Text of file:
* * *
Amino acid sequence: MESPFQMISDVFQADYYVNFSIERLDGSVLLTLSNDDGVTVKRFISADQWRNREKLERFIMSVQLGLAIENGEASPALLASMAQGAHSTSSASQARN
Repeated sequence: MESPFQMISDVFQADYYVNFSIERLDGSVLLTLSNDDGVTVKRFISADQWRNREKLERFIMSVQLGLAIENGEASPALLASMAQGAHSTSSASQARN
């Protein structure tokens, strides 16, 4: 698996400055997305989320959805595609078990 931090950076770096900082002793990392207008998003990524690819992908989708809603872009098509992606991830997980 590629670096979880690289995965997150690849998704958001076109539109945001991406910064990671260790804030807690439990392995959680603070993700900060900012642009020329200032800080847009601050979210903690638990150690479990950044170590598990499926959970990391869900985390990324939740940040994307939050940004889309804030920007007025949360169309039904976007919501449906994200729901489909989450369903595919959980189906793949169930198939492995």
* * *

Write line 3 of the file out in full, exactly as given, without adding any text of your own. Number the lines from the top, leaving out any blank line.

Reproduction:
């Protein structure tokens, strides 16, 4: 698996400055997305989320959805595609078990 931090950076770096900082002793990392207008998003990524690819992908989708809603872009098509992606991830997980 590629670096979880690289995965997150690849998704958001076109539109945001991406910064990671260790804030807690439990392995959680603070993700900060900012642009020329200032800080847009601050979210903690638990150690479990950044170590598990499926959970990391869900985390990324939740940040994307939050940004889309804030920007007025949360169309039904976007919501449906994200729901489909989450369903595919959980189906793949169930198939492995």